# Union of infinitely many regular languages [duplicate]

I need to prove or disprove the following statement.

If $$A_n ⊆ \Sigma^*$$ is regular for each $$n \in \mathbb{N}$$ then $$\bigcup\limits_{n=0}^{\infty} A_n$$ is regular.

I know that if two languages are regular, then the union of the languages is also regular. I don't think that really applies to this problem, because it's the union of every $$n \in \mathbb N$$. Also, to help with my understanding with the definitions, is $$A_n$$ a language or an alphabet, since it's a subset of $$\Sigma^*$$?

Is $$A_n$$ a language or an alphabet, since it's a subset of $$\Sigma^*$$?

A member of the alphabet, $$\Sigma$$ is called a symbol or a letter.
A member of $$\Sigma^*$$ is called a string or a word, which is a finite sequence of symbols or letters.
A subset of $$\Sigma^*$$ is called a language.

If $$A_n\subseteq \Sigma^*$$ is regular for each $$n\in\Bbb N$$ then $$\bigcup\limits_{n=0}^{\infty} A_n$$ is regular.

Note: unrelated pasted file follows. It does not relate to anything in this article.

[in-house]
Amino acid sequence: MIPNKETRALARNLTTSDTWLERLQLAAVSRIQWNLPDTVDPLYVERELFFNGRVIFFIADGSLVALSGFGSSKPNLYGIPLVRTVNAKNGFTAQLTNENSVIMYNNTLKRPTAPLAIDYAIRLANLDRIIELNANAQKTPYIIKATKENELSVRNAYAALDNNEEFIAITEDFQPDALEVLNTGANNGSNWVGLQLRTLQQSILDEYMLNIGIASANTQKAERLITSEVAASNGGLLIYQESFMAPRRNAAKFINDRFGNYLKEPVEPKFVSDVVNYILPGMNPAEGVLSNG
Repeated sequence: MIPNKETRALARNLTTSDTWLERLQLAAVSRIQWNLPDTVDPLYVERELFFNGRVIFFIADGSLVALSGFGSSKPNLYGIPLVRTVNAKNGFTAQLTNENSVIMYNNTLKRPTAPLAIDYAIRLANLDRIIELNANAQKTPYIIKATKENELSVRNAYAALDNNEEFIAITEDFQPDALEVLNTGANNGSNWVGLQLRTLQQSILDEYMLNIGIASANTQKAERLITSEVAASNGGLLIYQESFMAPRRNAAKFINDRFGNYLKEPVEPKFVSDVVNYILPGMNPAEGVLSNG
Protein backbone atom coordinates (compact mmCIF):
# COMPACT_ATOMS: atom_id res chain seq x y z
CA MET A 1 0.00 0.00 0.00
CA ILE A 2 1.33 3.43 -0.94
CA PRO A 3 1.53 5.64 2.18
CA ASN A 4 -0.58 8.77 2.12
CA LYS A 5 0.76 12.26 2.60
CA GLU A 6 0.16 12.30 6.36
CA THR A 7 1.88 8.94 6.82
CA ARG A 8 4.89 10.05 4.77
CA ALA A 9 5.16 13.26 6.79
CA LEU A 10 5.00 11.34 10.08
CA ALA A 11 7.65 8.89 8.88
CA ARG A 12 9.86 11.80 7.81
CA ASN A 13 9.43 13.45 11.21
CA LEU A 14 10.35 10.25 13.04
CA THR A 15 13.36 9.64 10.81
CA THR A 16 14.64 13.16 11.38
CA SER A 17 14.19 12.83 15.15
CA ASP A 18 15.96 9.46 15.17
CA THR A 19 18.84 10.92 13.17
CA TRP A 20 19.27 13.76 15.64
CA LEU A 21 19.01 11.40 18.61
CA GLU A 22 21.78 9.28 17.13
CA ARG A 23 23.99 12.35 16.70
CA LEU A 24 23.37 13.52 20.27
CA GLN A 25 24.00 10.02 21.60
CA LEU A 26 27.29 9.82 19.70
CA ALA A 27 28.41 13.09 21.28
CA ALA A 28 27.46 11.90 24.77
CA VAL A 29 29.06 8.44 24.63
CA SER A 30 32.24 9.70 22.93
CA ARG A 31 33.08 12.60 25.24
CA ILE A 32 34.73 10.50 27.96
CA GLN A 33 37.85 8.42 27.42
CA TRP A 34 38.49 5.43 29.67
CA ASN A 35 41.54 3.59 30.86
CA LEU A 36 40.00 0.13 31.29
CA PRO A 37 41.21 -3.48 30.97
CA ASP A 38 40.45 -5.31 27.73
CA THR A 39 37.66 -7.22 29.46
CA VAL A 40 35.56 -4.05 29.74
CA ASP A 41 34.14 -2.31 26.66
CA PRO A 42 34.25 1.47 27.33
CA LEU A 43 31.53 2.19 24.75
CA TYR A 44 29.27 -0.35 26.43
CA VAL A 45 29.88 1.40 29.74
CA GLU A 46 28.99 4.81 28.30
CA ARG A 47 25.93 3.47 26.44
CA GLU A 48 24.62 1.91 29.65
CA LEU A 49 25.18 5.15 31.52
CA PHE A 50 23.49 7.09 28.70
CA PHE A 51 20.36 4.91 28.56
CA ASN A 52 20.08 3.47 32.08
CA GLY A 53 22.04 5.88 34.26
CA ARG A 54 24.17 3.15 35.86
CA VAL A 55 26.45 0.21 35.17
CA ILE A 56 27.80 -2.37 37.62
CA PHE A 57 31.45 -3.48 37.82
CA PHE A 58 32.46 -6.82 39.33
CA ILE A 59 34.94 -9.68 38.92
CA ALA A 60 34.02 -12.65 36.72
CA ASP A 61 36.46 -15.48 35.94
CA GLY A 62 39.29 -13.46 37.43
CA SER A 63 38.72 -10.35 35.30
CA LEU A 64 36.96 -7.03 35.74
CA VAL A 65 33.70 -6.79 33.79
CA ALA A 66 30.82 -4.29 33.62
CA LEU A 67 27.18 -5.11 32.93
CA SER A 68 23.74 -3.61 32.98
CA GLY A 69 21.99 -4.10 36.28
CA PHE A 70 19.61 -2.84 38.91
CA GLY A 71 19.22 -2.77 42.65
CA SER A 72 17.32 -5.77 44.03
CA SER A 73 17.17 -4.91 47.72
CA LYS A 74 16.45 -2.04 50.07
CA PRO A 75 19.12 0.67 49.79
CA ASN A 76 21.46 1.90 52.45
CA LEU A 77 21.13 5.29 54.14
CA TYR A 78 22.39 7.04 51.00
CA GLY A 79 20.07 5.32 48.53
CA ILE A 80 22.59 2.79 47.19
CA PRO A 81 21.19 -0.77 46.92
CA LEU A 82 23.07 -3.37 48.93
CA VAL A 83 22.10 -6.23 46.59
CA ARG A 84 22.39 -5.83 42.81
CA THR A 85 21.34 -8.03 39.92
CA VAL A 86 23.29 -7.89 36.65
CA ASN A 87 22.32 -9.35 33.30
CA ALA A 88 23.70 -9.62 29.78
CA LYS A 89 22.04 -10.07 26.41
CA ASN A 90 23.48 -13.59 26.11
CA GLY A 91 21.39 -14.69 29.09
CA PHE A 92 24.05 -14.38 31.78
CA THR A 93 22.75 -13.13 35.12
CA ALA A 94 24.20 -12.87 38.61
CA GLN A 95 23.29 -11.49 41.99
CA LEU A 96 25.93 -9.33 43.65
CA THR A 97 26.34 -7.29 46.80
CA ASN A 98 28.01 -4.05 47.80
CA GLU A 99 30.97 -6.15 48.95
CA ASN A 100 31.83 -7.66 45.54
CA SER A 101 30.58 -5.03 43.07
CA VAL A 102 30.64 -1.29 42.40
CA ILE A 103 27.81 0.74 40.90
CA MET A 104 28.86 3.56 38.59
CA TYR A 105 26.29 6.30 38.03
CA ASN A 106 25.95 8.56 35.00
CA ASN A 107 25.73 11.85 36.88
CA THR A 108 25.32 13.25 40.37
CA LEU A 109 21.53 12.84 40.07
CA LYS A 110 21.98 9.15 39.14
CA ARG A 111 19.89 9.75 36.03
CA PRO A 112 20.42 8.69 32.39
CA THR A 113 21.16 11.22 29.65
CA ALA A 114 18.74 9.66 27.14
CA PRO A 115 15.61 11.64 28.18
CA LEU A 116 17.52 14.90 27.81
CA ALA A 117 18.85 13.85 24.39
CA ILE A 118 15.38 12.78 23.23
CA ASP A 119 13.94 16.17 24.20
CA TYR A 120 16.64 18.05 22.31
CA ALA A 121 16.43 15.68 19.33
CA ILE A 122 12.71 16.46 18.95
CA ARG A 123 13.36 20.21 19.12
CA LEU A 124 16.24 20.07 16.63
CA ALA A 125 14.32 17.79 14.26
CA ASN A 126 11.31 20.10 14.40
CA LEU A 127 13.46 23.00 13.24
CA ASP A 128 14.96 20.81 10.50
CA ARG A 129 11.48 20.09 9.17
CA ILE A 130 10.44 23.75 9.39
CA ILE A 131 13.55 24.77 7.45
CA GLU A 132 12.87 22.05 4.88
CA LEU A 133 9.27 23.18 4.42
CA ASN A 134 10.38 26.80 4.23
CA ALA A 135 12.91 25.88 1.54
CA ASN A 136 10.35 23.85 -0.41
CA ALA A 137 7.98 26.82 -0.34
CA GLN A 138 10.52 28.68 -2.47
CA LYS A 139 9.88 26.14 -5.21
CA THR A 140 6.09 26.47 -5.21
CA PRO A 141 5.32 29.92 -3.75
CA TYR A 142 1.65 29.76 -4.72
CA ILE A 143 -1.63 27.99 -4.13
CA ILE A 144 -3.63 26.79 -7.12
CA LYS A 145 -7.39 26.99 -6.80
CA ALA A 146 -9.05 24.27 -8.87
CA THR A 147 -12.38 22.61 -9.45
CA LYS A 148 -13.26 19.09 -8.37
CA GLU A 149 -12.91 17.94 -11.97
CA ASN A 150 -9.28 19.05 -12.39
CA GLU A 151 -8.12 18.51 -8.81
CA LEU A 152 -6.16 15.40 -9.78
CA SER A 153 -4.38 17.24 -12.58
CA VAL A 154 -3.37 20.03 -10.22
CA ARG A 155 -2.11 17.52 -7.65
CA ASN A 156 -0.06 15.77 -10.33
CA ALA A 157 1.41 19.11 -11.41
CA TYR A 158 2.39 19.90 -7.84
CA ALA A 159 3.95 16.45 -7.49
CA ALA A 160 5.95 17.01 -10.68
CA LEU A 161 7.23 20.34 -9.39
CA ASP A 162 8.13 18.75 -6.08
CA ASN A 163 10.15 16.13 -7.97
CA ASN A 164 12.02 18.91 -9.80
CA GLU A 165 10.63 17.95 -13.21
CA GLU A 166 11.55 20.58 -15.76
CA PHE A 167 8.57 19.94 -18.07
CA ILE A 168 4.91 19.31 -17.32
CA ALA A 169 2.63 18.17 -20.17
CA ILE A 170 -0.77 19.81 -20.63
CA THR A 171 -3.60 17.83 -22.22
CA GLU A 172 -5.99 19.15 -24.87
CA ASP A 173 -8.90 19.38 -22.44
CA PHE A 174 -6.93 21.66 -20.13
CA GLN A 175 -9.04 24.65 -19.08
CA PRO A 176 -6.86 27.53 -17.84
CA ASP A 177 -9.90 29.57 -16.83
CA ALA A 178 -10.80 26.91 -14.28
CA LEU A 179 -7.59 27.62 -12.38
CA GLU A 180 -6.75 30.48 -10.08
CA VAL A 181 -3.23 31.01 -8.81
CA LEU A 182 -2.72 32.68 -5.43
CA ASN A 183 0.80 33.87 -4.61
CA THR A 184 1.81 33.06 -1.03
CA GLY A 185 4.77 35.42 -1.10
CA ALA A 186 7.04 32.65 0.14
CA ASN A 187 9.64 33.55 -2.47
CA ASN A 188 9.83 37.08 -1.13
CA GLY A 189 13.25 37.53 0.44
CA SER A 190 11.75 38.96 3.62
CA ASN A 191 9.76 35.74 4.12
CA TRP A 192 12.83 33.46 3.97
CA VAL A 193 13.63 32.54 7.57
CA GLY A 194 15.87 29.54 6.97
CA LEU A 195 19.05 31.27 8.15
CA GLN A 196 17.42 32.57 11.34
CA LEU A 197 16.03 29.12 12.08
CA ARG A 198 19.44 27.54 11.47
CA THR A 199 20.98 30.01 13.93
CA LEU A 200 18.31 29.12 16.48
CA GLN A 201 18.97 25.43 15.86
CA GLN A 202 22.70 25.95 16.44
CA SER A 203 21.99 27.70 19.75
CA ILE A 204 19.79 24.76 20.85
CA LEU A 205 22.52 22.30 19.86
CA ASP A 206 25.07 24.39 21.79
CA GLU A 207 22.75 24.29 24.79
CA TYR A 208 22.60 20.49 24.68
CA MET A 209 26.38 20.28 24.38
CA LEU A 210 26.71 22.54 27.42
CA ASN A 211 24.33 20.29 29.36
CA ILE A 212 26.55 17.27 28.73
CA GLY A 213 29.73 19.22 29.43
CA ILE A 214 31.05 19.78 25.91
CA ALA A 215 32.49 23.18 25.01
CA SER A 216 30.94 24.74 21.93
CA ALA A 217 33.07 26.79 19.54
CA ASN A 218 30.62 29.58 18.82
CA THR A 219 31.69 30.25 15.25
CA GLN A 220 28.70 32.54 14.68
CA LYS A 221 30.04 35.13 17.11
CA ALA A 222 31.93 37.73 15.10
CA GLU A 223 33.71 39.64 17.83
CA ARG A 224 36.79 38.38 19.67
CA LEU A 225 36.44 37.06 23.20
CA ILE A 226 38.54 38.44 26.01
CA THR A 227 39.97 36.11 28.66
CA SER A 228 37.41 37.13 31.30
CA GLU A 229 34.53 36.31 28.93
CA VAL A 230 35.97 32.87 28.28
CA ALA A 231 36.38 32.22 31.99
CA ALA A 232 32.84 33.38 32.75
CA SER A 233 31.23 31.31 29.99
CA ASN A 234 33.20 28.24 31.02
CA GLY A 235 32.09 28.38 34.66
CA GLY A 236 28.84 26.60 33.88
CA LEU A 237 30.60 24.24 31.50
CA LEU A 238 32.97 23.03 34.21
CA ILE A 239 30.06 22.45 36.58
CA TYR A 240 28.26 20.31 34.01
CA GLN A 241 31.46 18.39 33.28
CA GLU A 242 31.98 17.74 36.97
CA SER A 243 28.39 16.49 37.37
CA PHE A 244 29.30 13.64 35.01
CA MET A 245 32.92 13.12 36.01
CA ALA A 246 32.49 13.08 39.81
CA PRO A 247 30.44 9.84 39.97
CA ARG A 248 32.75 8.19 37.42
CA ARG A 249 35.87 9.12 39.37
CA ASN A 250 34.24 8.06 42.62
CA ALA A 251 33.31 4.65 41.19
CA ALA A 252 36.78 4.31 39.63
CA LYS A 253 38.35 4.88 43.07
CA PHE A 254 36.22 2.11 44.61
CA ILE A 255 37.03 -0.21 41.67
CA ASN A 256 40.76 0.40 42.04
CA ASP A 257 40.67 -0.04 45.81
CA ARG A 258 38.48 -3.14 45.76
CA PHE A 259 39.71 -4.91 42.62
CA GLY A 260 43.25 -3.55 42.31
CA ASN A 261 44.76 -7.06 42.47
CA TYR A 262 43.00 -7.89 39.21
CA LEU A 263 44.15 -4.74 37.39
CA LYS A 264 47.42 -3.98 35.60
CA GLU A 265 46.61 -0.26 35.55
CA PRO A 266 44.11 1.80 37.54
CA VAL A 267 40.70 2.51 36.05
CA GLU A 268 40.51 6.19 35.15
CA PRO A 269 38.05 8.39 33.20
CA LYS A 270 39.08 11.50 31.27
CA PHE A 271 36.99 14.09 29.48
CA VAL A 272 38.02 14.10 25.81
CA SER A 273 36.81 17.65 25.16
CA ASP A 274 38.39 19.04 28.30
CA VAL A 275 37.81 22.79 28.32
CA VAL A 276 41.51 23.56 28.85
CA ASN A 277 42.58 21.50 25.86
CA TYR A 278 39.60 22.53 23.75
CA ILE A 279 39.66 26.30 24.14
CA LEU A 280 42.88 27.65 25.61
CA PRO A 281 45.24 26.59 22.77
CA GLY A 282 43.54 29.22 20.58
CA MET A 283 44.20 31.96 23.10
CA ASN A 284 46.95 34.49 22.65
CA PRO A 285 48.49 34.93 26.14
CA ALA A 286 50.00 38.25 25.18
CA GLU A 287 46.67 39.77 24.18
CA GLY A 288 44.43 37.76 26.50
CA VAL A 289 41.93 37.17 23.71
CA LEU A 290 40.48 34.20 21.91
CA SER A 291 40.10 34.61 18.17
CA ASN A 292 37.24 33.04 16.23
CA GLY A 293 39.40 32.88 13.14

As you suspected, this is not true. For example, let $$A_n=\{a^nb^n\}$$. Then $$\bigcup\limits_{n=0}^{\infty} A_n$$ is the well-known non-regular language of words with equal number of $$a$$'s and $$b$$'s. Infinity should indeed be treated carefully.

Exercise 1. Give an example of a non-regular language $$L$$ over unary alphabet such that $$L=\bigcup\limits_{n=0}^{\infty} A_n$$ where $$A_n$$ is a regular language for all $$n$$.

Exercise 2. Let $$L$$ be any language. Then $$L=\bigcup\limits_{n=0}^{\infty} A_n$$ for some regular language $$A_n$$.

• My only question is I thought we were assuming the language to be regular? I thought {a^n b^n} was not regular, so we aren't even starting with the assumption that An is regular. – James Swanson Feb 13 at 20:31
• $A_1=\{ab\}$. $A_2=\{a^2b^2\}$. $A_3=\{a^3b^3\}$. And so on. Each $A_n$ is a language that has only one word. Their union, $\{ab, a^2b^2, a^3b^3, \cdots\}=\{a^nb^n\mid n\in \Bbb N\}$ is not regular. – Apass.Jack Feb 13 at 21:14
• Ok i misinterpreted the question, so its to assume that every A(sub n) is regular, which I guess is very obvious since they would all be finite, because they are singletons. – James Swanson Feb 13 at 21:43
• You can use $A_n$ to show $A_n$. – Apass.Jack Feb 13 at 21:53
• Yes, as you said, it is very obvious indeed. Please accept the answer so that we may call an end of the question. – Apass.Jack Feb 13 at 21:56